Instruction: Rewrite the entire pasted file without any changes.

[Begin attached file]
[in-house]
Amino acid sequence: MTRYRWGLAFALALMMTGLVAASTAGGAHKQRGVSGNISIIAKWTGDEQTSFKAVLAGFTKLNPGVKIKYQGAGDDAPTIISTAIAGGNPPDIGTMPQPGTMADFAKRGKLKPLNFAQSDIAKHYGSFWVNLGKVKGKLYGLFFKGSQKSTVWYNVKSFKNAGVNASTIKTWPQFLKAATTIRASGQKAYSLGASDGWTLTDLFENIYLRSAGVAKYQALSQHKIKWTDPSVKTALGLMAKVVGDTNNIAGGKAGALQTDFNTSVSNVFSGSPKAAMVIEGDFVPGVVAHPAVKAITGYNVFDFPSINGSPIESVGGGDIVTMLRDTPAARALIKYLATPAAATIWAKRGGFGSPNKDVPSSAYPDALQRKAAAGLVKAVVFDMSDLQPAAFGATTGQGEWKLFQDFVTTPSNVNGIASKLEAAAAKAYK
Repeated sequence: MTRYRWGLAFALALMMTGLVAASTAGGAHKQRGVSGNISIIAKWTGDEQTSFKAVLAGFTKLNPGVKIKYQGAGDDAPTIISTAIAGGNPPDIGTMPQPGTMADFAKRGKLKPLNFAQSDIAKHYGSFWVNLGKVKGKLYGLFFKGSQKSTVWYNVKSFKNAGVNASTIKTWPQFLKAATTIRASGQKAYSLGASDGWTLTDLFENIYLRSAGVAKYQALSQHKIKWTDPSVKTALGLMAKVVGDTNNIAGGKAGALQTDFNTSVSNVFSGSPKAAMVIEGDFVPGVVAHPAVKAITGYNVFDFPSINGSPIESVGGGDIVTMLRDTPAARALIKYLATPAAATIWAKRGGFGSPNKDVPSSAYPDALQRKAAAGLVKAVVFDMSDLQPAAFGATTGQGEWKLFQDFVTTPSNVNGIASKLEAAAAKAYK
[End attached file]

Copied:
[in-house]
Amino acid sequence: MTRYRWGLAFALALMMTGLVAASTAGGAHKQRGVSGNISIIAKWTGDEQTSFKAVLAGFTKLNPGVKIKYQGAGDDAPTIISTAIAGGNPPDIGTMPQPGTMADFAKRGKLKPLNFAQSDIAKHYGSFWVNLGKVKGKLYGLFFKGSQKSTVWYNVKSFKNAGVNASTIKTWPQFLKAATTIRASGQKAYSLGASDGWTLTDLFENIYLRSAGVAKYQALSQHKIKWTDPSVKTALGLMAKVVGDTNNIAGGKAGALQTDFNTSVSNVFSGSPKAAMVIEGDFVPGVVAHPAVKAITGYNVFDFPSINGSPIESVGGGDIVTMLRDTPAARALIKYLATPAAATIWAKRGGFGSPNKDVPSSAYPDALQRKAAAGLVKAVVFDMSDLQPAAFGATTGQGEWKLFQDFVTTPSNVNGIASKLEAAAAKAYK
Repeated sequence: MTRYRWGLAFALALMMTGLVAASTAGGAHKQRGVSGNISIIAKWTGDEQTSFKAVLAGFTKLNPGVKIKYQGAGDDAPTIISTAIAGGNPPDIGTMPQPGTMADFAKRGKLKPLNFAQSDIAKHYGSFWVNLGKVKGKLYGLFFKGSQKSTVWYNVKSFKNAGVNASTIKTWPQFLKAATTIRASGQKAYSLGASDGWTLTDLFENIYLRSAGVAKYQALSQHKIKWTDPSVKTALGLMAKVVGDTNNIAGGKAGALQTDFNTSVSNVFSGSPKAAMVIEGDFVPGVVAHPAVKAITGYNVFDFPSINGSPIESVGGGDIVTMLRDTPAARALIKYLATPAAATIWAKRGGFGSPNKDVPSSAYPDALQRKAAAGLVKAVVFDMSDLQPAAFGATTGQGEWKLFQDFVTTPSNVNGIASKLEAAAAKAYK